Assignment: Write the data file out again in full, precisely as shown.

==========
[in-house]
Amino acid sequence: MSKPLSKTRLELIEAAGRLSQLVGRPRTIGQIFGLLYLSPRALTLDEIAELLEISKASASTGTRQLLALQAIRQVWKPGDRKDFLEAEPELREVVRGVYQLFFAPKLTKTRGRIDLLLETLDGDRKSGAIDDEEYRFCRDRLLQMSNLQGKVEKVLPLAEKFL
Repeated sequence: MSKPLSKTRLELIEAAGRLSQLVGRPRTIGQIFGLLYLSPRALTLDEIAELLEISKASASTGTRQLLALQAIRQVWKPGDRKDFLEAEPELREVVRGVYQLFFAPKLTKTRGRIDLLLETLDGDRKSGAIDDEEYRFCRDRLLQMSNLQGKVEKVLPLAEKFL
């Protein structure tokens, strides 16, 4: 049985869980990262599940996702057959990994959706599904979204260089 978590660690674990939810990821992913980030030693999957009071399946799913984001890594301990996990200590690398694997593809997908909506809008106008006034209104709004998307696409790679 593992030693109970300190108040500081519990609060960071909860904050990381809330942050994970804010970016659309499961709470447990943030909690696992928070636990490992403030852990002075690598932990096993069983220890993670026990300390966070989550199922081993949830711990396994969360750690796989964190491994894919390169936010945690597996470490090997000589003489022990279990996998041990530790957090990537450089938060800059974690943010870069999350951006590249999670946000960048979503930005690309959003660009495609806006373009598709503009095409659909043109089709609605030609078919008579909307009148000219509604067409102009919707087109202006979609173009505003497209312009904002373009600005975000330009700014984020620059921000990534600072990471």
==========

[in-house]
Amino acid sequence: MSKPLSKTRLELIEAAGRLSQLVGRPRTIGQIFGLLYLSPRALTLDEIAELLEISKASASTGTRQLLALQAIRQVWKPGDRKDFLEAEPELREVVRGVYQLFFAPKLTKTRGRIDLLLETLDGDRKSGAIDDEEYRFCRDRLLQMSNLQGKVEKVLPLAEKFL
Repeated sequence: MSKPLSKTRLELIEAAGRLSQLVGRPRTIGQIFGLLYLSPRALTLDEIAELLEISKASASTGTRQLLALQAIRQVWKPGDRKDFLEAEPELREVVRGVYQLFFAPKLTKTRGRIDLLLETLDGDRKSGAIDDEEYRFCRDRLLQMSNLQGKVEKVLPLAEKFL
């Protein structure tokens, strides 16, 4: 049985869980990262599940996702057959990994959706599904979204260089 978590660690674990939810990821992913980030030693999957009071399946799913984001890594301990996990200590690398694997593809997908909506809008106008006034209104709004998307696409790679 593992030693109970300190108040500081519990609060960071909860904050990381809330942050994970804010970016659309499961709470447990943030909690696992928070636990490992403030852990002075690598932990096993069983220890993670026990300390966070989550199922081993949830711990396994969360750690796989964190491994894919390169936010945690597996470490090997000589003489022990279990996998041990530790957090990537450089938060800059974690943010870069999350951006590249999670946000960048979503930005690309959003660009495609806006373009598709503009095409659909043109089709609605030609078919008579909307009148000219509604067409102009919707087109202006979609173009505003497209312009904002373009600005975000330009700014984020620059921000990534600072990471």